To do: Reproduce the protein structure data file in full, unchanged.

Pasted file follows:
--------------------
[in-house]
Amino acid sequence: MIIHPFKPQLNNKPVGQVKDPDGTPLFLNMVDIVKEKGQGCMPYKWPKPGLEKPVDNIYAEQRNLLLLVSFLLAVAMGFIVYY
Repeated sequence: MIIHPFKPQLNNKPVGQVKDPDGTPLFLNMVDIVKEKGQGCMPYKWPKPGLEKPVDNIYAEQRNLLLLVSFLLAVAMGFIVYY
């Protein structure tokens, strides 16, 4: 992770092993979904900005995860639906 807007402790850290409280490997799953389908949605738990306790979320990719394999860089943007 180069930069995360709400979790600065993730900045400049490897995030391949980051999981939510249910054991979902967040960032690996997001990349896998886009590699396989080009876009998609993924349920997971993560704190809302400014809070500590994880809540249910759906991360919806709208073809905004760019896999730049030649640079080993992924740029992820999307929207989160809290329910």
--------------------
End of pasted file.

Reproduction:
[in-house]
Amino acid sequence: MIIHPFKPQLNNKPVGQVKDPDGTPLFLNMVDIVKEKGQGCMPYKWPKPGLEKPVDNIYAEQRNLLLLVSFLLAVAMGFIVYY
Repeated sequence: MIIHPFKPQLNNKPVGQVKDPDGTPLFLNMVDIVKEKGQGCMPYKWPKPGLEKPVDNIYAEQRNLLLLVSFLLAVAMGFIVYY
């Protein structure tokens, strides 16, 4: 992770092993979904900005995860639906 807007402790850290409280490997799953389908949605738990306790979320990719394999860089943007 180069930069995360709400979790600065993730900045400049490897995030391949980051999981939510249910054991979902967040960032690996997001990349896998886009590699396989080009876009998609993924349920997971993560704190809302400014809070500590994880809540249910759906991360919806709208073809905004760019896999730049030649640079080993992924740029992820999307929207989160809290329910």